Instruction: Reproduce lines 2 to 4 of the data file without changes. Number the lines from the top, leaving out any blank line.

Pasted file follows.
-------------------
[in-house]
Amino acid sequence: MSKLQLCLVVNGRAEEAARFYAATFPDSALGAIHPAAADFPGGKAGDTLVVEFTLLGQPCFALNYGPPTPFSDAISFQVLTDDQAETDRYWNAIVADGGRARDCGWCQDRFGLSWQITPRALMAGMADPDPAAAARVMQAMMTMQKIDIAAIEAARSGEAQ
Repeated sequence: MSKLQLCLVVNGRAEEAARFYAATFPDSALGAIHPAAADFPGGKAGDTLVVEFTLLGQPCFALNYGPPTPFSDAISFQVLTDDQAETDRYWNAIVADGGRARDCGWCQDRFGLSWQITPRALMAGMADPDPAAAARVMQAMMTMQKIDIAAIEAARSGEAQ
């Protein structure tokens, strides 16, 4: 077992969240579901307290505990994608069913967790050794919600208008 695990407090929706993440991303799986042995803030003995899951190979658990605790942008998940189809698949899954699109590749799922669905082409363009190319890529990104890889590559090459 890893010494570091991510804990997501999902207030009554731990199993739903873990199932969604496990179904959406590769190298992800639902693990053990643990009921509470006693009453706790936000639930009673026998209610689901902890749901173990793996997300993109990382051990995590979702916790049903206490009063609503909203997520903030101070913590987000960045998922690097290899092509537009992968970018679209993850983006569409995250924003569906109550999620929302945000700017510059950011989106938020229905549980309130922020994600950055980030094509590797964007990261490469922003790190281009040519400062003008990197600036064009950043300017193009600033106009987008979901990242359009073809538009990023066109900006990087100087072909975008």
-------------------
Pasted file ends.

Amino acid sequence: MSKLQLCLVVNGRAEEAARFYAATFPDSALGAIHPAAADFPGGKAGDTLVVEFTLLGQPCFALNYGPPTPFSDAISFQVLTDDQAETDRYWNAIVADGGRARDCGWCQDRFGLSWQITPRALMAGMADPDPAAAARVMQAMMTMQKIDIAAIEAARSGEAQ
Repeated sequence: MSKLQLCLVVNGRAEEAARFYAATFPDSALGAIHPAAADFPGGKAGDTLVVEFTLLGQPCFALNYGPPTPFSDAISFQVLTDDQAETDRYWNAIVADGGRARDCGWCQDRFGLSWQITPRALMAGMADPDPAAAARVMQAMMTMQKIDIAAIEAARSGEAQ
């Protein structure tokens, strides 16, 4: 077992969240579901307290505990994608069913967790050794919600208008 695990407090929706993440991303799986042995803030003995899951190979658990605790942008998940189809698949899954699109590749799922669905082409363009190319890529990104890889590559090459 890893010494570091991510804990997501999902207030009554731990199993739903873990199932969604496990179904959406590769190298992800639902693990053990643990009921509470006693009453706790936000639930009673026998209610689901902890749901173990793996997300993109990382051990995590979702916790049903206490009063609503909203997520903030101070913590987000960045998922690097290899092509537009992968970018679209993850983006569409995250924003569906109550999620929302945000700017510059950011989106938020229905549980309130922020994600950055980030094509590797964007990261490469922003790190281009040519400062003008990197600036064009950043300017193009600033106009987008979901990242359009073809538009990023066109900006990087100087072909975008």